(New York, N.Y.) – The Counter Extremism Project (CEP) reports weekly on the methods used by extremists to exploit the Internet and social media platforms to recruit followers and incite violence. Last week, CEP researchers discovered a dozen Facebook accounts spreading ISIS propaganda including videos, photos and text.
Additionally, Al-Naba – a weekly newspaper published by ISIS – reported that the group executed six French aid workers in Niger while its Amaq News released a propaganda video on the RocketChat platform and at least 11 other websites allegedly displaying an attack using an improvised explosive device on an Iraqi army convoy in Anbar province.
Meanwhile, a link containing instructions for the 3D printing of a receiver for an AK style semi-automatic rifle was uploaded by at least five white supremacist-associated Telegram channels. Finally, CEP researchers identified that neo-Nazi books including neo-Nazi James Mason’s book, Siege, have been reuploaded to the print-on-demand web publisher, Lulu, which previously blocked sales in April and May 2020.
ISIS Propaganda Widely Available on Facebook
CEP researchers located multiple pieces of ISIS propaganda, including videos, photos, and text, on Facebook. The week of September 12 to September 18, a dozen accounts spreading ISIS propaganda were identified, including several full-length videos and clips with minor details modified, such as the covering ISIS symbols in the top right.
“Once again, Facebook has demonstrated it has serious gaps in enforcing standards on removing content that is incontrovertibly known to be extremist in nature. This instance is particularly egregious, given that several of the content identified are years-old ISIS propaganda videos,” said CEP researcher Joshua Fisher-Birch. “With the resources it has available, there is simply no excuse as to why Facebook allowed it to be uploaded in the first place. Facebook should clarify why numerous accounts were able to upload terrorist content, including slightly modified videos, and calls for violence.”
One of the videos, "A Message to the People of Kurdistan," was originally released in March 2015 and featured a Kurdish speaking man's execution. The video had been online for approximately two days when it was located, and had 79 likes/reacts, and over 100 comments. The ISIS flag and propaganda center logo on the top right were obscured in the video by a black circle.
Another video on Facebook, “Inside the Caliphate 8,” was originally released in October 2018, but was located on Facebook on September 17. The video had been uploaded over two weeks earlier and had 36 likes/reacts, and 10 comments. The video calls for ISIS supporters to commit attacks in their home countries and to post ISIS digital propaganda. The video contained a graphic making it appear as if it was recorded on a camcorder or camera.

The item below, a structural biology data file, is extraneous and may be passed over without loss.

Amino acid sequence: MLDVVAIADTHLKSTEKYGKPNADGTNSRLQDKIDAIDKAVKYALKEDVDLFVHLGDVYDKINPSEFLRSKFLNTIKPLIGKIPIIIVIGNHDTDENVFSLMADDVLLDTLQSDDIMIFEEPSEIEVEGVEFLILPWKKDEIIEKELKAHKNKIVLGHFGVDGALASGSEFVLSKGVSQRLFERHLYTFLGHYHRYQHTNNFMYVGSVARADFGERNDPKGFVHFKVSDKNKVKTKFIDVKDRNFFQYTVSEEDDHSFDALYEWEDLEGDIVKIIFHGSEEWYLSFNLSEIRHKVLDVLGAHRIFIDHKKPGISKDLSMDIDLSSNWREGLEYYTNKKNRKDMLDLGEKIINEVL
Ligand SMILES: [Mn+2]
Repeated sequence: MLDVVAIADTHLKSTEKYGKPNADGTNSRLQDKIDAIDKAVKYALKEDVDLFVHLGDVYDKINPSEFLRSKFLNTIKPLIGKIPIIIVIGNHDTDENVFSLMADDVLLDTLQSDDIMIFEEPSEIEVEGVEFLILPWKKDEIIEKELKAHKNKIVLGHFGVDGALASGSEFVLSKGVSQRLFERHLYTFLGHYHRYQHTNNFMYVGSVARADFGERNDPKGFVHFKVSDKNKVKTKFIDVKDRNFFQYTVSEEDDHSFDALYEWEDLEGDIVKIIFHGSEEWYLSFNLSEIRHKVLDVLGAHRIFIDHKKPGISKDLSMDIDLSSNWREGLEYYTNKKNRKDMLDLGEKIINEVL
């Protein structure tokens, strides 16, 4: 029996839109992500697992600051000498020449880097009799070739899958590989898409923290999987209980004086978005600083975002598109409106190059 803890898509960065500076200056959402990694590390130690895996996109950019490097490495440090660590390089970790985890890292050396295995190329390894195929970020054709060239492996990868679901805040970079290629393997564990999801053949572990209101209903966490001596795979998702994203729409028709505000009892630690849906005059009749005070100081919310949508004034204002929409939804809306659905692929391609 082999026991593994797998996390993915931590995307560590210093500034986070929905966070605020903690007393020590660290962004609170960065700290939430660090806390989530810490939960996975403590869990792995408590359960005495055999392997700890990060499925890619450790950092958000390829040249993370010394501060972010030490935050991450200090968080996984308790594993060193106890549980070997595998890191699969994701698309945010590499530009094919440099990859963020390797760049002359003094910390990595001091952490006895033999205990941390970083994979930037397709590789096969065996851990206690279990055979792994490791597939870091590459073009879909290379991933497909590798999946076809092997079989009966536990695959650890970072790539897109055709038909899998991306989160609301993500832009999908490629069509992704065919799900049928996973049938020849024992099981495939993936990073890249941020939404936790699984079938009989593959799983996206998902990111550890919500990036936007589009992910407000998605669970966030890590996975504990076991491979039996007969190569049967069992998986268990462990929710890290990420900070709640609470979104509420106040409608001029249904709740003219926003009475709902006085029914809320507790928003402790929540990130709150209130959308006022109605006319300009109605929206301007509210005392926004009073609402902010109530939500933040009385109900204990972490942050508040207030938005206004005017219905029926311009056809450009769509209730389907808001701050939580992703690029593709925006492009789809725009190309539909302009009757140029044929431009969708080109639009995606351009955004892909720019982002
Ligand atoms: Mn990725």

ISIS video “Inside the Caliphate 8” on Facebook, September 17, 2020
ISIS Claims to Have Executed Six French Aid Workers in Niger
On September 17, ISIS claimed to have executed six French aid workers near Niger’s capital of Niamey, via the group’s Al-Naba weekly newspaper. The edition of Al-Naba was released on Telegram, RocketChat, Hoop, the Internet Archive, and Top4top.
ISIS News Propaganda Video Located on Several Websites
On September 12, ISIS released an Amaq News propaganda video on multiple websites that allegedly shows an attack using an improvised explosive device on an Iraqi security forces convoy in Anbar province. The video was spread via the RocketChat platform and uploaded to at least 11 other websites, including: Pc.Cd, the Microsoft One Drive, the Internet Archive, File.Fm, Top4top, Mega.Nz, PixelDrain, SendVid, Streamable, Dropbox, and Mediafire. Five days later, the video was still available on seven websites: Pc.Cd, the Internet Archive, File.Fm, Top4top, PixelDrain, Streamable, and Mediafire.
White Supremacist Telegram Channels Post Links to Instructions on 3D Printed Firearms
On September 14, at least five white supremacist Telegram channels that endorse violence posted a link containing instructions for the 3D printing of a receiver for an AK style semi-automatic rifle. The receiver of a firearm is the necessary part of the weapon regulated by federal or state law. Various parts can be added to a receiver to make a functioning firearm. 3D printed firearms are unregistered and do not have serial numbers.
The website that contains the instructions for the 3D printed AK also sells “boogaloo” themed merchandise and has numerous embedded YouTube videos and files for the homemade 3D printing of firearms in order to get around firearms laws. There is no evidence that the website is aware that the white supremacist Telegram channels are sharing their content.
Publishing Site Lulu Continues to Sell Neo-Nazi Books
CEP researchers located James Mason’s book Siege on the website of print-on-demand publisher Lulu. The website previously blocked sales of the book in April 2019, May 2020, and early September 2020; however, it has been reuploaded and made available for purchase. Mason had substantial ties to the Atomwaffen Division, including an appearance in one of their recruitment videos, and his book Siege was required reading for the neo-Nazi accelerationist groups AWD and The Base.
Siege advocates for terrorist attacks against the U.S. government and racial, ethnic, and religious minority groups. Lulu’s Content Policy prohibits material that encourages harm, threats, harassment, intimidation or discrimination against people “based solely on race, ethnicity, national origin, sexual orientation, gender and gender identity, (or) religious affiliation.”